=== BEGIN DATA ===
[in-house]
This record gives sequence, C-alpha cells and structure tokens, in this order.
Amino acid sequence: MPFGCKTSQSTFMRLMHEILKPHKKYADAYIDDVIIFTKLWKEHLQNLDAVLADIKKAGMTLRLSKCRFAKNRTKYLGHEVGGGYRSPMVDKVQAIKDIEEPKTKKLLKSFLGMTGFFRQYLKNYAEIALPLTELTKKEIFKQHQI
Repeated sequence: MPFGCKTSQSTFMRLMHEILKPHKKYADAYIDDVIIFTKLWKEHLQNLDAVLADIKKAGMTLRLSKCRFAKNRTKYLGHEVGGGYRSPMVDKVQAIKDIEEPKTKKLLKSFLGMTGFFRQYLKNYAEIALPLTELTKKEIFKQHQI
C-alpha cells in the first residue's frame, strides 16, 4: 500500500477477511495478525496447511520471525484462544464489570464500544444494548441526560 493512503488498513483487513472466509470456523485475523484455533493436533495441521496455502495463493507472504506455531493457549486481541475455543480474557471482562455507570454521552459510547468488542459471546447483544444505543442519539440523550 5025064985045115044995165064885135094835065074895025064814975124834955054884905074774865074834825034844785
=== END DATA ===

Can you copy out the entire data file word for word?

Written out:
[in-house]
This record gives sequence, C-alpha cells and structure tokens, in this order.
Amino acid sequence: MPFGCKTSQSTFMRLMHEILKPHKKYADAYIDDVIIFTKLWKEHLQNLDAVLADIKKAGMTLRLSKCRFAKNRTKYLGHEVGGGYRSPMVDKVQAIKDIEEPKTKKLLKSFLGMTGFFRQYLKNYAEIALPLTELTKKEIFKQHQI
Repeated sequence: MPFGCKTSQSTFMRLMHEILKPHKKYADAYIDDVIIFTKLWKEHLQNLDAVLADIKKAGMTLRLSKCRFAKNRTKYLGHEVGGGYRSPMVDKVQAIKDIEEPKTKKLLKSFLGMTGFFRQYLKNYAEIALPLTELTKKEIFKQHQI
C-alpha cells in the first residue's frame, strides 16, 4: 500500500477477511495478525496447511520471525484462544464489570464500544444494548441526560 493512503488498513483487513472466509470456523485475523484455533493436533495441521496455502495463493507472504506455531493457549486481541475455543480474557471482562455507570454521552459510547468488542459471546447483544444505543442519539440523550 5025064985045115044995165064885135094835065074895025064814975124834955054884905074774865074834825034844785